How General Intent Differs From Specific Intent Essay

1383 Words Sep 10th, 2016 6 Pages
1. Define and generally discuss how general intent differs from specific intent. And when does "general intent "plus" become a factor in these three criminal law key term words. Explain the "actus reus" and "mens rea" regarding the terms. Give examples to enhance each of these important criminal law words.
1. General intent is the intent to commit an act that is criminal and forbidden by the statute. General intent is general because it is the minimum requirement of ALL crimes. This is the intent to commit voluntary act, omission, or possession that the criminal statute prohibits.
Specific intent is the general intent to commit the actus reus of crimes with the addition of the intent to cause a harmful result that is criminal. It can also be considered as general intent plus because general intent is the intent to commit the actus reus of a crime and the plus is the intent to cause a result that is criminally harmful. Example of these crimes are aggravated assault, robbery and theft, and murder that is conspicuously.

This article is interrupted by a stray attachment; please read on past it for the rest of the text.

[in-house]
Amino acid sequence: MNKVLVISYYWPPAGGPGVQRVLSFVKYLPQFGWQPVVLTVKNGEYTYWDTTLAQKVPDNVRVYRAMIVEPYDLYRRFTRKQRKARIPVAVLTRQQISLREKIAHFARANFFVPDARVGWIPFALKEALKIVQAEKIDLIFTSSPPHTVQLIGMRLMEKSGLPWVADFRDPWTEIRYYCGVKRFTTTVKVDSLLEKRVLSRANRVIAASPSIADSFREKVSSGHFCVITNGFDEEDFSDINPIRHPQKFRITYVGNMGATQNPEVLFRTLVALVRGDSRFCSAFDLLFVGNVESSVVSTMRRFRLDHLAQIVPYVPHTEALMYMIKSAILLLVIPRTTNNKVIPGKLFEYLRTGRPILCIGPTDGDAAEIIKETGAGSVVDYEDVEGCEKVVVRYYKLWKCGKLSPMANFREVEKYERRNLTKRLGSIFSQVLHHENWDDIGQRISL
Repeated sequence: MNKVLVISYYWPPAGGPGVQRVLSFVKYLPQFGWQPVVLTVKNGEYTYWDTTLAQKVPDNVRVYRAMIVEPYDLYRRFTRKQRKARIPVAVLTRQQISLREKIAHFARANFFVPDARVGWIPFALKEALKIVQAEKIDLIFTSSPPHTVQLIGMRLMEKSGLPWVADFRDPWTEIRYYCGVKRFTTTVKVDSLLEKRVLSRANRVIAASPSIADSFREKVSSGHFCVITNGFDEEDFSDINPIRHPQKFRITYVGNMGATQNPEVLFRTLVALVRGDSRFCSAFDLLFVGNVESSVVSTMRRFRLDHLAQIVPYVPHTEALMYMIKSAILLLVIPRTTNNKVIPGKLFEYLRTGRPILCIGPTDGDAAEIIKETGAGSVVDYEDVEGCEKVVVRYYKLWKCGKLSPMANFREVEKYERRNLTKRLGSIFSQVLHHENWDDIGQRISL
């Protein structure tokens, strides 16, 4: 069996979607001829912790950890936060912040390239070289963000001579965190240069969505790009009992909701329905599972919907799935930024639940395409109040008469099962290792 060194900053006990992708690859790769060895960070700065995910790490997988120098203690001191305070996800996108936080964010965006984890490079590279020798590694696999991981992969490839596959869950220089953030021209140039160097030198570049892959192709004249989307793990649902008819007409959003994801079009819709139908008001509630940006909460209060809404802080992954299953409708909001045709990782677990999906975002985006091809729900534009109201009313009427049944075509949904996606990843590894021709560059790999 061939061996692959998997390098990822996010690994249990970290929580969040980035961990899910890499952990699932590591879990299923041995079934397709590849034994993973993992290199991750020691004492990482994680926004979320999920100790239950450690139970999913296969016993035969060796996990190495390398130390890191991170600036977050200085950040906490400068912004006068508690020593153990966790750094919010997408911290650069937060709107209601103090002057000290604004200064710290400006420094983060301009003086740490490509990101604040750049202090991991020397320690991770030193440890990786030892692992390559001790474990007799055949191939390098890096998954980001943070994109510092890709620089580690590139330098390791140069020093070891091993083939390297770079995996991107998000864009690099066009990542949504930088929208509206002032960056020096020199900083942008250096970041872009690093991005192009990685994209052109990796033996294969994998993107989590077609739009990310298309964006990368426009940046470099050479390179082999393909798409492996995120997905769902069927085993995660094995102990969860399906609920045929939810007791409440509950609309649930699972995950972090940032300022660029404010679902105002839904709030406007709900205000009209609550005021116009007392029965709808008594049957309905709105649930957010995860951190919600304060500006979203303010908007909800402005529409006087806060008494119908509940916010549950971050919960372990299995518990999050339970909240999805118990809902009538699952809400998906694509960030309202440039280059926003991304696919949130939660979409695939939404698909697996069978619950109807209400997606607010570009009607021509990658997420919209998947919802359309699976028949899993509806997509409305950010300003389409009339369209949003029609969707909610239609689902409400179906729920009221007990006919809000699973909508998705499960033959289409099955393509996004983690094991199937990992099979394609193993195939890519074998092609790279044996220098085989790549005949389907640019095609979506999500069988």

Actus reus (evil act) is the necessity that all crimes have to include voluntary criminal acts. This is the physical element of a crime and the first principle of criminal liability. An example of this is someone driving while intoxicated. Someone with an alcohol level of .15% is intoxicated. In order to be charged with a crime the blood alcohol level being .15% is actus reus. Nothing else needs to be present other than the high alcohol blood level for…

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